How to Reduce Your Email Time by Reducing Email Frequency

In biblical studies as in other knowledge work fields, email is everywhere.1 But it’s prominence and frequency far outstrip its importance.

Because of this, email and similar tools have a distinctive capacity to pull you away from more essential activities into less essential ones. Thankfully, however, you can minimize email’s downsides while you maximize its value for cases where you can’t readily avoid it. So, needing to email a journal editor about publishing an article needn’t leave you paying excess “email tax.”

One of these ways is by addressing email less frequently but in larger batches.

The Value of Batching Email

The idea of batching your interaction with email is nothing new. It’s documented at least as early as 2000 when an insightful “middle manager” named “Doug” observed how

Oftentimes you see something pop up on the screen and you want to respond to it right away. On the other hand, there are times when things batch together, when you get a lot of things all at once.2

Doug’s observation is no less correct even if it now comes from what now appears to be a quaint context. In response to whether he “ever fe[lt] overwhelmed with all [his e]mail,” Doug reflected,

I receive 10 to 30 e-mail messages a day, maybe closer to 10 to 20. I send on average about five or six e-mails a day.… The only time I feel overwhelmed is after I’ve been gone a number of days and you look and see that you have 57 messages to respond to, or something like that.3

Since 2000, email has only proliferated further. With that proliferation, email’s propensity to induce overload and pull your attention away from more essential activities has also grown.

Batching your interaction with your email isn’t going to eliminate any of the constraints that you, as a finite human, have for interacting with it. But it’s striking how much this workflow can reduce the total footprint that your inbox makes on your day.

A Personal Test Case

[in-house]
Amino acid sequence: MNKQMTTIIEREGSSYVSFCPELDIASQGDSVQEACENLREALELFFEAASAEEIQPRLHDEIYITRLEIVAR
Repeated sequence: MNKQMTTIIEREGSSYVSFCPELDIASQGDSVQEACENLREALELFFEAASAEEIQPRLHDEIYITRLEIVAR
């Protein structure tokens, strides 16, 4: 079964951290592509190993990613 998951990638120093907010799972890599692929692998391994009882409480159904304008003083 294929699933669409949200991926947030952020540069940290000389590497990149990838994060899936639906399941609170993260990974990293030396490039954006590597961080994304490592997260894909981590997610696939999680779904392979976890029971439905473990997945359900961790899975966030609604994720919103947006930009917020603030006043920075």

For instance, I’ve now shifted my schedule for email to be 40% less frequent. Even though I still planned for email take roughly the same amount of time, I’ve regularly found that this shift means it actually also takes around 40% less time. That’s not a function of anything that I’ve been able to tell except for the greater efficiency of doing the work in a larger batch.

Your mileage may vary. But the value of batching as a principle has been discussed and affirmed widely enough that you’re likely to see some good benefits from the practice too.

What’s more important is that your non-email time will then be more contiguous and uninterrupted. And this structure of your time facilitates greater focus during that time on whatever priority you’ve set for yourself during it.4

  1. Header image provided by Joanna Kosinska

  2. Bruce K. Bell, “The Role of E-Mail on Information Overload in Organizational Managers” (Walden University, PhD diss., 2000), 259. 

  3. Bell, “Information Overload,” 259. 

  4. See, e.g., Cal Newport, Deep Work: Rules for Focused Success in a Distracted World (affiliate disclosure; New York: Grand Central, 2016); Cal Newport, A World without Email: Find Focus and Transform the Way You Work Forever (affiliate disclosure; New York: Portfolio Penguin, 2021). 

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